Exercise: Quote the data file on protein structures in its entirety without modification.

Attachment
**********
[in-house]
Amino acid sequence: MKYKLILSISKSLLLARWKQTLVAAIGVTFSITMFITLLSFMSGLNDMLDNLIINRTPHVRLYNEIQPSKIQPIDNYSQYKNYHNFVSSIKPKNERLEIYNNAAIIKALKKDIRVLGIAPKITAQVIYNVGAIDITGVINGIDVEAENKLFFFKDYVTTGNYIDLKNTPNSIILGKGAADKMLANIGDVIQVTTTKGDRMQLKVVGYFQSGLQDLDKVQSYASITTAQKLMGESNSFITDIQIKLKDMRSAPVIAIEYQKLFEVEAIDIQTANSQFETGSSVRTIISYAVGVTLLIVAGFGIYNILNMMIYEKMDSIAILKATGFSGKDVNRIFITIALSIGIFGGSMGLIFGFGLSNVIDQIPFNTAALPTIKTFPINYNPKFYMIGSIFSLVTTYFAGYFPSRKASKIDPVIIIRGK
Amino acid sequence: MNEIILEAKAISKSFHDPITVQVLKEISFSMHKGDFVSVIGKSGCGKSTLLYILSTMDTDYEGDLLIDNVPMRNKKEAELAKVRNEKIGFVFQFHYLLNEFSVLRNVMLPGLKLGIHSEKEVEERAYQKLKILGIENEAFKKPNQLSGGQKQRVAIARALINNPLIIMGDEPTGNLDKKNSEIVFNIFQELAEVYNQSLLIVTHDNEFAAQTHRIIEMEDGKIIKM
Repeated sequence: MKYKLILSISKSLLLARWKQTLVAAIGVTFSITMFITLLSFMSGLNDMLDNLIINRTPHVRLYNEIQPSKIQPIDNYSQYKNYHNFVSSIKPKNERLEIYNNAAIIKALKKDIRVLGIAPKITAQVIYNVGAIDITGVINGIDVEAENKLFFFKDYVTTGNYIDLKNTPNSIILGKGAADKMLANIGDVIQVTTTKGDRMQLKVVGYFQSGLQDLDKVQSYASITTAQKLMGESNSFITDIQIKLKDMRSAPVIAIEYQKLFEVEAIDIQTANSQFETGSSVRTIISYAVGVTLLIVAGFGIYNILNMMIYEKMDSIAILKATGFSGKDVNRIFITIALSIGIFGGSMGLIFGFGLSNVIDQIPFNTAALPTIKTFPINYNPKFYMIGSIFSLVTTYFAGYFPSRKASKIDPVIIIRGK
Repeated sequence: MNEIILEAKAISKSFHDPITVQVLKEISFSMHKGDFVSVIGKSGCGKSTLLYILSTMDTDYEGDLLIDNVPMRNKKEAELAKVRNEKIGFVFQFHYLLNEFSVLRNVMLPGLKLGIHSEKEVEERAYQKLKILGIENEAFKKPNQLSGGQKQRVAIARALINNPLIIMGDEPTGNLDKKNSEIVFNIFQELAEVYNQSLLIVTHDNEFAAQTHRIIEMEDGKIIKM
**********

[in-house]
Amino acid sequence: MKYKLILSISKSLLLARWKQTLVAAIGVTFSITMFITLLSFMSGLNDMLDNLIINRTPHVRLYNEIQPSKIQPIDNYSQYKNYHNFVSSIKPKNERLEIYNNAAIIKALKKDIRVLGIAPKITAQVIYNVGAIDITGVINGIDVEAENKLFFFKDYVTTGNYIDLKNTPNSIILGKGAADKMLANIGDVIQVTTTKGDRMQLKVVGYFQSGLQDLDKVQSYASITTAQKLMGESNSFITDIQIKLKDMRSAPVIAIEYQKLFEVEAIDIQTANSQFETGSSVRTIISYAVGVTLLIVAGFGIYNILNMMIYEKMDSIAILKATGFSGKDVNRIFITIALSIGIFGGSMGLIFGFGLSNVIDQIPFNTAALPTIKTFPINYNPKFYMIGSIFSLVTTYFAGYFPSRKASKIDPVIIIRGK
Amino acid sequence: MNEIILEAKAISKSFHDPITVQVLKEISFSMHKGDFVSVIGKSGCGKSTLLYILSTMDTDYEGDLLIDNVPMRNKKEAELAKVRNEKIGFVFQFHYLLNEFSVLRNVMLPGLKLGIHSEKEVEERAYQKLKILGIENEAFKKPNQLSGGQKQRVAIARALINNPLIIMGDEPTGNLDKKNSEIVFNIFQELAEVYNQSLLIVTHDNEFAAQTHRIIEMEDGKIIKM
Repeated sequence: MKYKLILSISKSLLLARWKQTLVAAIGVTFSITMFITLLSFMSGLNDMLDNLIINRTPHVRLYNEIQPSKIQPIDNYSQYKNYHNFVSSIKPKNERLEIYNNAAIIKALKKDIRVLGIAPKITAQVIYNVGAIDITGVINGIDVEAENKLFFFKDYVTTGNYIDLKNTPNSIILGKGAADKMLANIGDVIQVTTTKGDRMQLKVVGYFQSGLQDLDKVQSYASITTAQKLMGESNSFITDIQIKLKDMRSAPVIAIEYQKLFEVEAIDIQTANSQFETGSSVRTIISYAVGVTLLIVAGFGIYNILNMMIYEKMDSIAILKATGFSGKDVNRIFITIALSIGIFGGSMGLIFGFGLSNVIDQIPFNTAALPTIKTFPINYNPKFYMIGSIFSLVTTYFAGYFPSRKASKIDPVIIIRGK
Repeated sequence: MNEIILEAKAISKSFHDPITVQVLKEISFSMHKGDFVSVIGKSGCGKSTLLYILSTMDTDYEGDLLIDNVPMRNKKEAELAKVRNEKIGFVFQFHYLLNEFSVLRNVMLPGLKLGIHSEKEVEERAYQKLKILGIENEAFKKPNQLSGGQKQRVAIARALINNPLIIMGDEPTGNLDKKNSEIVFNIFQELAEVYNQSLLIVTHDNEFAAQTHRIIEMEDGKIIKM